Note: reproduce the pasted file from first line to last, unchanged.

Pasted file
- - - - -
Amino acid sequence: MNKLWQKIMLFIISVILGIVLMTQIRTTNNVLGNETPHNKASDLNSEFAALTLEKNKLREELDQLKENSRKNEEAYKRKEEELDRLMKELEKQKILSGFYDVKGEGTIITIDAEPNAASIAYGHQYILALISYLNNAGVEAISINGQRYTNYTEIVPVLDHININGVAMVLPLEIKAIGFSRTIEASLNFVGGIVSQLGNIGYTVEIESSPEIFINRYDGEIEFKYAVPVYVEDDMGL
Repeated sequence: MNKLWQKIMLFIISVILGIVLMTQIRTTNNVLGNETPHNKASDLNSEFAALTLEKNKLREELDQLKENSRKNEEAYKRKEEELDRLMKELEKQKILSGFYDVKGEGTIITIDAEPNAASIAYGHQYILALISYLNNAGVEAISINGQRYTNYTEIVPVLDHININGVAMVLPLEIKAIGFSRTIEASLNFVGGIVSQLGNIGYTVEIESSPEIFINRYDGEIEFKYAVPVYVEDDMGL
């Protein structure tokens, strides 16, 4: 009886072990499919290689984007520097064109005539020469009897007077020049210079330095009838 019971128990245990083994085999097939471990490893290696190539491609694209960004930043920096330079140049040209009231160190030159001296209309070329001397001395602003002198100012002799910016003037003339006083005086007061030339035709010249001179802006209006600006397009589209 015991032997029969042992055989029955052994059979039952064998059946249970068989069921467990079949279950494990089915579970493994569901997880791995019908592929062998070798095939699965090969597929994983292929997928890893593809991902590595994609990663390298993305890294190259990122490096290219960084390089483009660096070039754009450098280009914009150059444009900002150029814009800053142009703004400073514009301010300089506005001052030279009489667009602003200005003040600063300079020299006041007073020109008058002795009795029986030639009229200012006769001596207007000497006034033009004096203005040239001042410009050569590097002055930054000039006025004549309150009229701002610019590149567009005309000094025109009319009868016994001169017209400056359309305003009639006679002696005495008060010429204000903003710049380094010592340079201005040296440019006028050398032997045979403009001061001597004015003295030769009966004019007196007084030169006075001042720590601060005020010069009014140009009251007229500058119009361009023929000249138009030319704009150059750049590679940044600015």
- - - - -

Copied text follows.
Amino acid sequence: MNKLWQKIMLFIISVILGIVLMTQIRTTNNVLGNETPHNKASDLNSEFAALTLEKNKLREELDQLKENSRKNEEAYKRKEEELDRLMKELEKQKILSGFYDVKGEGTIITIDAEPNAASIAYGHQYILALISYLNNAGVEAISINGQRYTNYTEIVPVLDHININGVAMVLPLEIKAIGFSRTIEASLNFVGGIVSQLGNIGYTVEIESSPEIFINRYDGEIEFKYAVPVYVEDDMGL
Repeated sequence: MNKLWQKIMLFIISVILGIVLMTQIRTTNNVLGNETPHNKASDLNSEFAALTLEKNKLREELDQLKENSRKNEEAYKRKEEELDRLMKELEKQKILSGFYDVKGEGTIITIDAEPNAASIAYGHQYILALISYLNNAGVEAISINGQRYTNYTEIVPVLDHININGVAMVLPLEIKAIGFSRTIEASLNFVGGIVSQLGNIGYTVEIESSPEIFINRYDGEIEFKYAVPVYVEDDMGL
């Protein structure tokens, strides 16, 4: 009886072990499919290689984007520097064109005539020469009897007077020049210079330095009838 019971128990245990083994085999097939471990490893290696190539491609694209960004930043920096330079140049040209009231160190030159001296209309070329001397001395602003002198100012002799910016003037003339006083005086007061030339035709010249001179802006209006600006397009589209 015991032997029969042992055989029955052994059979039952064998059946249970068989069921467990079949279950494990089915579970493994569901997880791995019908592929062998070798095939699965090969597929994983292929997928890893593809991902590595994609990663390298993305890294190259990122490096290219960084390089483009660096070039754009450098280009914009150059444009900002150029814009800053142009703004400073514009301010300089506005001052030279009489667009602003200005003040600063300079020299006041007073020109008058002795009795029986030639009229200012006769001596207007000497006034033009004096203005040239001042410009050569590097002055930054000039006025004549309150009229701002610019590149567009005309000094025109009319009868016994001169017209400056359309305003009639006679002696005495008060010429204000903003710049380094010592340079201005040296440019006028050398032997045979403009001061001597004015003295030769009966004019007196007084030169006075001042720590601060005020010069009014140009009251007229500058119009361009023929000249138009030319704009150059750049590679940044600015």